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Jamaica and the twenty-first century : how equipped is Jamaica to meet the twenty-first century.

Pinnock, Asburn Rupert, 1965- author. ;Fernandez, Ronald. thesis advisor


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  • Title:
    Jamaica and the twenty-first century : how equipped is Jamaica to meet the twenty-first century.
  • Author/Creator: Pinnock, Asburn Rupert, 1965- author.
  • Fernandez, Ronald. thesis advisor; Central Connecticut State University. Department of International and Area Studies.
  • Creation Date: 1996
  • Language: English
  • Physical Description: [7], xi, 112 leaves ; 29 cm.; paper 29 cm. ink typescript.
  • Bibliography: Includes bibliographical references (leaves 107-111).
  • Subjects: Jamaica -- Politics and government -- 1962-; Jamaica -- Economic policy
  • Description: This thesis seeks to examine the present state of the Jamaican economy, in order to gain insights on how well this country will cope with the foreseeable changes of the 21st century. The study aims to answer some very important questions in regards to the impact of colonialism, imperialism and exploitation on the Jamaican economy. The conclusion will show that there is a clear relationship between Jamaica's historical legacy and its present state of development. Therefore history helps shape how well Jamaica's economy will perform in the year 2000 and beyond. Jamaica was chosen not only because the writer is sentimentally attached to the island but, more importantly, because of its geopolitical influence, classic colonial past and its present state of development. Jamaica is a small island state located in the Caribbean 90 miles south of Cuba and one hour by airplane from Miami International Airport. It is the largest of the English speaking Caribbean islands and has survived over 500 years of various forms of foreign control. However more importantly, Jamaica is located very close to one of the busiest shipping lanes in the world which facilitates trade between North America and the rest of the world. Far in excess of its geopolitical influence, Jamaica is clearly a Caribbean nation highly placed in importance with regards to United States policy in Central America and the Caribbean. Thus the focus of the research seeks to determine and identify the extent to which American neo-colonialism, and Spanish and English colonialism has retarded the Jamaican economy to the point where it will be very difficult to adjust to new challenges in this fast changing world. Other equally important questions raised about the Jamaican economy concern internal problems such as overpopulation, crime and violence, high levels of bureaucracy and corruption. These problems along with recent global changes such as the North American Free Trade Agreement (NAFTA) the General Agreement on Tariffs and Tax (GATT) will determine to a large extent how well Jamaica will survive in the next millennium. The work of Caribbean scholars was examined to show how Jamaica was drawn into the main stream of the international economy from as early as the 15th century. Michael Manley, Carl Stone, Norman Girvan among others pointed out that Jamaica's role in world economy was -and still is- a supplier of raw materials and a consumer of manufactured products. They argued that this position required a high level of political and economic control which resulted in a long tradition of dependency, a position that Jamaica is still in today. Government documents were also examined in order to show the present state of the Jamaica economy and the current and future plans for Jamaica. Information was also gathered from scholarly journals, newspapers articles, United Nations reports, the Ministry of Finance and Planning, Ministry of Tourism, Ministry of Agriculture and Ministry of Mining. Finally several recommendations were made with the hope that if some of these are taken into consideration then Jamaican will be better equipped to take advantage of the new world that is unfolding. As it is now the research has shown that Jamaica in its present state of affairs is not well equipped but has the potential to take its rightful position among the developed nations of the world.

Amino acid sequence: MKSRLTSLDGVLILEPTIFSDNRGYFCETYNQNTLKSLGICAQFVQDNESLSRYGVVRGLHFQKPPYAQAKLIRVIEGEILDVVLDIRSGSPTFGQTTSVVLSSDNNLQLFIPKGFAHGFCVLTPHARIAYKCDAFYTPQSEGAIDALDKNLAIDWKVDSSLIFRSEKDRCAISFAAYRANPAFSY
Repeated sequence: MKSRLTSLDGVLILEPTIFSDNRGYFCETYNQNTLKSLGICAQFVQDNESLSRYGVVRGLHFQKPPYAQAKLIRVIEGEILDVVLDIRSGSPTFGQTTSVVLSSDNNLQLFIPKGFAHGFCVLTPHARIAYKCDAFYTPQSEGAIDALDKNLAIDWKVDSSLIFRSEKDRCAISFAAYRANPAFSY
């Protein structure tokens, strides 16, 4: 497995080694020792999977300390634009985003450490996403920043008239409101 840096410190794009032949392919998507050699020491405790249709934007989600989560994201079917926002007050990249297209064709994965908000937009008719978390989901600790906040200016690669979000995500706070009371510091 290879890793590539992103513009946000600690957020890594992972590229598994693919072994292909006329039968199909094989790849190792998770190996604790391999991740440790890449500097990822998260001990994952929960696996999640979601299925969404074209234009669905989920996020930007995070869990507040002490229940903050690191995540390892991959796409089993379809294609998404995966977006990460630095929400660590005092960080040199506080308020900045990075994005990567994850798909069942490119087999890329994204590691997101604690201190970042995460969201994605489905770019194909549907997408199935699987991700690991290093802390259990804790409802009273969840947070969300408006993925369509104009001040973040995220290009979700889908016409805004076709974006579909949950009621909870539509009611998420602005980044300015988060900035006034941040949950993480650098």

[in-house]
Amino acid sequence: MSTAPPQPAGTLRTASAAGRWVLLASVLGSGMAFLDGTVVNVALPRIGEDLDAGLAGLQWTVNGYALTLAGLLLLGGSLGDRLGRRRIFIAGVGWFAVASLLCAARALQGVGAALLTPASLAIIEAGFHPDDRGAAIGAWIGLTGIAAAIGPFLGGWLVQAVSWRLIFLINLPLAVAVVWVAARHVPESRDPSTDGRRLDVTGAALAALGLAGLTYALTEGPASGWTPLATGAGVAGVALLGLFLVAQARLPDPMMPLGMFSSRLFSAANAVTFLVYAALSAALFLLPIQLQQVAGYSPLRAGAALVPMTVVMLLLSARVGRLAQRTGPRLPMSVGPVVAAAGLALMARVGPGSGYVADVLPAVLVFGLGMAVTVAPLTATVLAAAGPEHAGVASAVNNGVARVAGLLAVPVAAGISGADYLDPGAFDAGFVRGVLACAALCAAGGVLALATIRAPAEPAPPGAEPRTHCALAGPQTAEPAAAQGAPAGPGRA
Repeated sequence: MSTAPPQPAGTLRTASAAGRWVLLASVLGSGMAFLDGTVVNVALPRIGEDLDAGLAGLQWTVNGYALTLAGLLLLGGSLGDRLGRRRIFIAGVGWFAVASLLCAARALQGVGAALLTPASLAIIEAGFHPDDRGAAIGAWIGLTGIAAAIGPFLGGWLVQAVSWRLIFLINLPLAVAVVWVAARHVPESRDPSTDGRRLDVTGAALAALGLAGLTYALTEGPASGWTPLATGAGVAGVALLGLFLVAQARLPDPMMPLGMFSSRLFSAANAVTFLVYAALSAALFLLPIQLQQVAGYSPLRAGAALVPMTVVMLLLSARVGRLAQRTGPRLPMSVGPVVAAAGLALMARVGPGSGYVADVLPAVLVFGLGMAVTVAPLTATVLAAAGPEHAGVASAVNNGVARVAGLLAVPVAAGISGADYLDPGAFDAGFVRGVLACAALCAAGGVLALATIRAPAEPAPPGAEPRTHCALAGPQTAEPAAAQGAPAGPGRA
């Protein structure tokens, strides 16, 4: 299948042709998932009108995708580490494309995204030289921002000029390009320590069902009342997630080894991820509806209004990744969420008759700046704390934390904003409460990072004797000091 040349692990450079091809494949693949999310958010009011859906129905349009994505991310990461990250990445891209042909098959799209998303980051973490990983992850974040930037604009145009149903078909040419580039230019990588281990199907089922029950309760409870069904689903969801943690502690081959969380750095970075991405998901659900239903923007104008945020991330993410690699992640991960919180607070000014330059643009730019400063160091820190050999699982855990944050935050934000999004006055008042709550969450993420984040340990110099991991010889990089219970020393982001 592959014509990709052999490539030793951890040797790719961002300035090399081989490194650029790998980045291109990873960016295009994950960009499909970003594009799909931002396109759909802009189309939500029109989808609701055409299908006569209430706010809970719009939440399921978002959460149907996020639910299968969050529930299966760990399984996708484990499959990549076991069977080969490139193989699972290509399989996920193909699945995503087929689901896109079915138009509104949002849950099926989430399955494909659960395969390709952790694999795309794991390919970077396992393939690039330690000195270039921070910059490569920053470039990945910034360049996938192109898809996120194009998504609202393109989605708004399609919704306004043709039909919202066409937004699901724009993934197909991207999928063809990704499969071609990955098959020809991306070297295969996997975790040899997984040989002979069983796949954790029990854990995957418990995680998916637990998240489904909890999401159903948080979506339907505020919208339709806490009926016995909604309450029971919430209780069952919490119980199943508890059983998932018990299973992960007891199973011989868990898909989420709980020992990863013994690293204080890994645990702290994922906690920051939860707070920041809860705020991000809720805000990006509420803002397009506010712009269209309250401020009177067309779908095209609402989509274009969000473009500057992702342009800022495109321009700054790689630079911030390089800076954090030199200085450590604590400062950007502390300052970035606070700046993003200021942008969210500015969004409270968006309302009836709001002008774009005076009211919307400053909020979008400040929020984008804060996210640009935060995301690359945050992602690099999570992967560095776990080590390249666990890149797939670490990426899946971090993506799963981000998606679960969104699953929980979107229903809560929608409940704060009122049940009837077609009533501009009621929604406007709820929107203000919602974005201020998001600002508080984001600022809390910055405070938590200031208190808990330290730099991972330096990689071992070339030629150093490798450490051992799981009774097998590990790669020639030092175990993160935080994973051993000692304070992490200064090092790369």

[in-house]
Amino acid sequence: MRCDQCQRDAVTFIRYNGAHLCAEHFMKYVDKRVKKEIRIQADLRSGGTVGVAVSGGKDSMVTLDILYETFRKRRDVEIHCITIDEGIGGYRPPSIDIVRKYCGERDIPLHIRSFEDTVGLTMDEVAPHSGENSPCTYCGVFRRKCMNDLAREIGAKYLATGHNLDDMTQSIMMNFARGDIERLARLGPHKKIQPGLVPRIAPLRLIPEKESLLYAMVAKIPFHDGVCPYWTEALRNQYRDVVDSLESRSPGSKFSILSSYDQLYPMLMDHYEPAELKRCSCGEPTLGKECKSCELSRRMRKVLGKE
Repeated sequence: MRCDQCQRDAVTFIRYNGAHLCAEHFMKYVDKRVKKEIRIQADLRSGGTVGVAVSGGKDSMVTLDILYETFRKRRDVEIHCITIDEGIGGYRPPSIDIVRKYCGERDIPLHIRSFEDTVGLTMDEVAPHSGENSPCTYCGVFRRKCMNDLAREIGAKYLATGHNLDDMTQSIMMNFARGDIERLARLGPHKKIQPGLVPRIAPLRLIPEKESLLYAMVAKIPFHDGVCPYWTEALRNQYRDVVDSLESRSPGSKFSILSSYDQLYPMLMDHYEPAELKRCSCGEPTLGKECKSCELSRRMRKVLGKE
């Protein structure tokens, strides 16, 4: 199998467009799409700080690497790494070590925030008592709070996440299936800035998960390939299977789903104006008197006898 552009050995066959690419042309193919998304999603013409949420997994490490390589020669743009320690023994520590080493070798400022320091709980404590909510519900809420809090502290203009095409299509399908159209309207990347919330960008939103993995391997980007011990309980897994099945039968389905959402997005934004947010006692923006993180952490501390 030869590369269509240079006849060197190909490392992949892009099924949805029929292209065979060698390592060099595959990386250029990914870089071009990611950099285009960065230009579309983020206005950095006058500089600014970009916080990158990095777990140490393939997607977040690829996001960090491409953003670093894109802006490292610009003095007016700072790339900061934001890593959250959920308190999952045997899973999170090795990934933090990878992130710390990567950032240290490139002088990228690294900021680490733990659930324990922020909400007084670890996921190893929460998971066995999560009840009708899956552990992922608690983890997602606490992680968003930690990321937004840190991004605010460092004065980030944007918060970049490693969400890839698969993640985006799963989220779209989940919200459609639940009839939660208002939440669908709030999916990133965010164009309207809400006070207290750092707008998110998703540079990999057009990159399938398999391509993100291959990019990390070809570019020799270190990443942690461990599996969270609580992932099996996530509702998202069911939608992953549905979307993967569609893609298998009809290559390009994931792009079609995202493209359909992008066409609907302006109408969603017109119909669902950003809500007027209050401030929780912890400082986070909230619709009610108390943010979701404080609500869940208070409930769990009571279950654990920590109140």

• Notes: Includes bibliographical references (leaves 107-111).
  • Degree Granted: M.S. Central Connecticut State University 1996
  • OCLC Number: 36134248